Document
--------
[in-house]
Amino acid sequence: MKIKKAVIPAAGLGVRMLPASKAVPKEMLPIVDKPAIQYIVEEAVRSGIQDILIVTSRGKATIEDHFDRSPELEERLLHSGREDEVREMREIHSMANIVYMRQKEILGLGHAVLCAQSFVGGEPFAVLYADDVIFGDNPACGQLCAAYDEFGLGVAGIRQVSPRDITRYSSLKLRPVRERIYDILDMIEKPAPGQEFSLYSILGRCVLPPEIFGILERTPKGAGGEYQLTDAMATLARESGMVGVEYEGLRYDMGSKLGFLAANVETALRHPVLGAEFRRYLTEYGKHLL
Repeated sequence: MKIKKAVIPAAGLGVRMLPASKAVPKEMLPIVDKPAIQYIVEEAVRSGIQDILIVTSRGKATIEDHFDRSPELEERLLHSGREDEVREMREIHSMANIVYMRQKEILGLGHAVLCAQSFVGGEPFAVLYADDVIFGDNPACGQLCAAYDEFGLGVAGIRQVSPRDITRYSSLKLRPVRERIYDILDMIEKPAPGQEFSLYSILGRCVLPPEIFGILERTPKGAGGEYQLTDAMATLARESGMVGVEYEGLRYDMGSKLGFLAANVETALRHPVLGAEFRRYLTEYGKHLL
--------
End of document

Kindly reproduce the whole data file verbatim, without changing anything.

[in-house]
Amino acid sequence: MKIKKAVIPAAGLGVRMLPASKAVPKEMLPIVDKPAIQYIVEEAVRSGIQDILIVTSRGKATIEDHFDRSPELEERLLHSGREDEVREMREIHSMANIVYMRQKEILGLGHAVLCAQSFVGGEPFAVLYADDVIFGDNPACGQLCAAYDEFGLGVAGIRQVSPRDITRYSSLKLRPVRERIYDILDMIEKPAPGQEFSLYSILGRCVLPPEIFGILERTPKGAGGEYQLTDAMATLARESGMVGVEYEGLRYDMGSKLGFLAANVETALRHPVLGAEFRRYLTEYGKHLL
Repeated sequence: MKIKKAVIPAAGLGVRMLPASKAVPKEMLPIVDKPAIQYIVEEAVRSGIQDILIVTSRGKATIEDHFDRSPELEERLLHSGREDEVREMREIHSMANIVYMRQKEILGLGHAVLCAQSFVGGEPFAVLYADDVIFGDNPACGQLCAAYDEFGLGVAGIRQVSPRDITRYSSLKLRPVRERIYDILDMIEKPAPGQEFSLYSILGRCVLPPEIFGILERTPKGAGGEYQLTDAMATLARESGMVGVEYEGLRYDMGSKLGFLAANVETALRHPVLGAEFRRYLTEYGKHLL